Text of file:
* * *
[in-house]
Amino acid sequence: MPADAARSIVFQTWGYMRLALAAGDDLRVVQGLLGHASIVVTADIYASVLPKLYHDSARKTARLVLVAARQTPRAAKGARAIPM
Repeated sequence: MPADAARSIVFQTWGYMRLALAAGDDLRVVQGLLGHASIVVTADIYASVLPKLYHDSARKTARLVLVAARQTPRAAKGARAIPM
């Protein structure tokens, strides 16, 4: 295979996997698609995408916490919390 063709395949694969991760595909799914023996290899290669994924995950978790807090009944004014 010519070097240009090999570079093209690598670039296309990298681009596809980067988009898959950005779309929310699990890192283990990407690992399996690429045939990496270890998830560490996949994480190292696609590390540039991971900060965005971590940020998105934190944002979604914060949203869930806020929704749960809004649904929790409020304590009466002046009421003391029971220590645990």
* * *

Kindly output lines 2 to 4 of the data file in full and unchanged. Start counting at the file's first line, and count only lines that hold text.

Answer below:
Amino acid sequence: MPADAARSIVFQTWGYMRLALAAGDDLRVVQGLLGHASIVVTADIYASVLPKLYHDSARKTARLVLVAARQTPRAAKGARAIPM
Repeated sequence: MPADAARSIVFQTWGYMRLALAAGDDLRVVQGLLGHASIVVTADIYASVLPKLYHDSARKTARLVLVAARQTPRAAKGARAIPM
């Protein structure tokens, strides 16, 4: 295979996997698609995408916490919390 063709395949694969991760595909799914023996290899290669994924995950978790807090009944004014 010519070097240009090999570079093209690598670039296309990298681009596809980067988009898959950005779309929310699990890192283990990407690992399996690429045939990496270890998830560490996949994480190292696609590390540039991971900060965005971590940020998105934190944002979604914060949203869930806020929704749960809004649904929790409020304590009466002046009421003391029971220590645990």